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On 12 May 2011 17:55, Marc Paré <> wrote:

Le 2011-05-11 17:01, Samuel M a écrit :

 I believe, that The Document Foundation can employ Developers for
LibreOffice. I believe the community is able to get the money for that on a
monthly base.

We saw that the community was able to rise 50.000€ in 8(!) days. It will
be possible to get that money in a year for one full-time developer.
These two examples show that this works even over a longer period of time
(note that these projects are much smaller than LibreOffice):
- Ardour ( $4500 are raised every month to pay the
main developer
- Linux Mint ( $5500 were raised in April to pay
the main developer

Despite from having full-time developers, for volunteer developers it
would be nice to get money for fixing a specific bug / implementing a
feature. Ardour has such a system where you can donate for a specific issue:
I think something like this would bring great benefit to LO, since users
can show what they want to be fixed most and developers get some money for
coding (or at their option donate it to TDF).

To be honest, if we could convince most school districts in any country to
adopt the use of LibreOffice as their main suite, dropping MSO and
contributing a small percentage of their "per seat" cost savings, then we
could see some distrcits paying to have accessibility issues worked on or
some other aspect of LibreOffice that would be of interest to them.

In essence this was the idea behind setting up the INGOTs. Your idea is
simpler *if* you can get agreement with large centralised bureaucracies.
It's not easy, I have been trying for more than 10 years ;-)

Schools in the UK make individual decisions about the resources they use. We
had to make INGOT certification wider than just OOo/LO simply because most
are entrenched in MSO. OTOH we know some have switched as a result of
learning more about FOSS through the certification process.  If we can
generate volume international take up, funding developers on the project
would be easy.

For anyone not familiar here is the essence of what we do.

We provide certification for IT User skills accredited by the UK government
and linked to the EU qualifications framework. We have two EU transfer of
innovation grants to support take up in other countries with other grant
applications made this year. We have said that if say a Writer certificate
is gained with LO we can make that a LO certificate and give TDF a kick back
for each certificate. That means we don't need to ask for what are either
license fees or charitable donations from LO users, (well no harm in getting
donations anyway if we can) we ask them to get their skills certified -
something which most education people can identify with. Sell them education
not technology. Of course the difficult side is to get the schools to take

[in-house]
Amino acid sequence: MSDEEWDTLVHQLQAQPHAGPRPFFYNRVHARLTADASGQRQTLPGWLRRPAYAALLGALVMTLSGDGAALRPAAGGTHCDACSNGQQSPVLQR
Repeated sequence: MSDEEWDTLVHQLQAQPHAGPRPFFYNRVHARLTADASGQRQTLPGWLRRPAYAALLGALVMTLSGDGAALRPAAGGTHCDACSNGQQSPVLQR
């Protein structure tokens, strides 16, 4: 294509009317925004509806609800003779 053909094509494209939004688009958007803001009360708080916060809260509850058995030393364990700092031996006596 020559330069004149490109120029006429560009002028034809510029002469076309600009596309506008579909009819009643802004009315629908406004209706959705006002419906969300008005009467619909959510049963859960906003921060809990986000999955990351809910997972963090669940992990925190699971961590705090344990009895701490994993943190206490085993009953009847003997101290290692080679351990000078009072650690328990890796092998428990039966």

up LO and establishing the quality assurance systems for a credible
international certification in new territory. At present we have to
certificate other things because there simply isn't the volume of people
using FOSS in schools to sustain the business. This is beginning to change

We are adding a lot of value by providing an e-portfolio/VLE system and
pupil progress tracking and reporting through custom Drupal modules. Videos
here <> if interested. Many
other educational suppliers charge a lot for these facilities using
proprietary apps but without the certification, we are providing that
support as simple value added using FOSS.  We now have the facilities to
certify every subject in every level of the school curriculum (based on the
UK National Curriculum but in principle we could do the same with any
national system that is standards based) and include learners with Special
Educational Needs. Since most of this development work is done we can charge
low rates for users. In volume say a couple of dollars a certificate, its
designed to scale and we support multiple languages. There are about 7
million learners in the UK schools alone and we currently have active
project presence in Malaysia, Bulgaria, Czech Republic, Germany, Spain,
Romania, Netherlands, Kenya, and USA with interest in a few others. It is
all embryonic but we do get an income so some at least are prepared to pay.
Not a big enough volume yet so we use the EU grants to support development.
We have more recently had interest from two or three large players in the
qualifications market - any one of these would make a very significant
difference simply acting as a marketing vector. We just keep on developing
until it is just a "no-brainer".

So, yes, there are certainly some models that could be followed in fund
raising that could prove advantageous to the LibreOffice project and users.

Sensible thing is to do the easy things first like getting donations
targeted on a specific goal like developing some high priority aspect. Then
look for schools/districts/countries that might do a collective donation and
substitute LO for MSO. Then look at  which ones might go for certification
etc. All of that needs people on the ground with time to do it though. We
all have to earn a living ;-)



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